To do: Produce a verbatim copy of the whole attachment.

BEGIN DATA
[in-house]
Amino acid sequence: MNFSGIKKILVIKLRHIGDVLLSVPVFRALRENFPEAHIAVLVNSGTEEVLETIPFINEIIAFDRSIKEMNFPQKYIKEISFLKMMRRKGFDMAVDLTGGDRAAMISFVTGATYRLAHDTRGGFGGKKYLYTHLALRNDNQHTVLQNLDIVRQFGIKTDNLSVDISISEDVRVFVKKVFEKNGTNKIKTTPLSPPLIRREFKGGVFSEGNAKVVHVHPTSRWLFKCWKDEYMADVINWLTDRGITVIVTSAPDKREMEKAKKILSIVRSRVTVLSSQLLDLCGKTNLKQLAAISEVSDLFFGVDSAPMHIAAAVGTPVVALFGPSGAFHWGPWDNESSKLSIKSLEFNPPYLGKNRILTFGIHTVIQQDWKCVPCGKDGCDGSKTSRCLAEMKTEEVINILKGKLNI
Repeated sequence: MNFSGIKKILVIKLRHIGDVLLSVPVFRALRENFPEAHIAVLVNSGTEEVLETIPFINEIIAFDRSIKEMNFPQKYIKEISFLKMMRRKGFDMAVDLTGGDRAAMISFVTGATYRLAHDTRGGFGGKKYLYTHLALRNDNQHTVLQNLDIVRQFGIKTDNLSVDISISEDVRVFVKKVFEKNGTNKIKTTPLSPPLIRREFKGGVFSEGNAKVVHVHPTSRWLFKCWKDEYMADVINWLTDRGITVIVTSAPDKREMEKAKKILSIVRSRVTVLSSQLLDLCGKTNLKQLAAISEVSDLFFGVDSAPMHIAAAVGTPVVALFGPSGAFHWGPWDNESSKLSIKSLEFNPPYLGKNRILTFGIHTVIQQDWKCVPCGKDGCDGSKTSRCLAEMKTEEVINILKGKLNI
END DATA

[in-house]
Amino acid sequence: MNFSGIKKILVIKLRHIGDVLLSVPVFRALRENFPEAHIAVLVNSGTEEVLETIPFINEIIAFDRSIKEMNFPQKYIKEISFLKMMRRKGFDMAVDLTGGDRAAMISFVTGATYRLAHDTRGGFGGKKYLYTHLALRNDNQHTVLQNLDIVRQFGIKTDNLSVDISISEDVRVFVKKVFEKNGTNKIKTTPLSPPLIRREFKGGVFSEGNAKVVHVHPTSRWLFKCWKDEYMADVINWLTDRGITVIVTSAPDKREMEKAKKILSIVRSRVTVLSSQLLDLCGKTNLKQLAAISEVSDLFFGVDSAPMHIAAAVGTPVVALFGPSGAFHWGPWDNESSKLSIKSLEFNPPYLGKNRILTFGIHTVIQQDWKCVPCGKDGCDGSKTSRCLAEMKTEEVINILKGKLNI
Repeated sequence: MNFSGIKKILVIKLRHIGDVLLSVPVFRALRENFPEAHIAVLVNSGTEEVLETIPFINEIIAFDRSIKEMNFPQKYIKEISFLKMMRRKGFDMAVDLTGGDRAAMISFVTGATYRLAHDTRGGFGGKKYLYTHLALRNDNQHTVLQNLDIVRQFGIKTDNLSVDISISEDVRVFVKKVFEKNGTNKIKTTPLSPPLIRREFKGGVFSEGNAKVVHVHPTSRWLFKCWKDEYMADVINWLTDRGITVIVTSAPDKREMEKAKKILSIVRSRVTVLSSQLLDLCGKTNLKQLAAISEVSDLFFGVDSAPMHIAAAVGTPVVALFGPSGAFHWGPWDNESSKLSIKSLEFNPPYLGKNRILTFGIHTVIQQDWKCVPCGKDGCDGSKTSRCLAEMKTEEVINILKGKLNI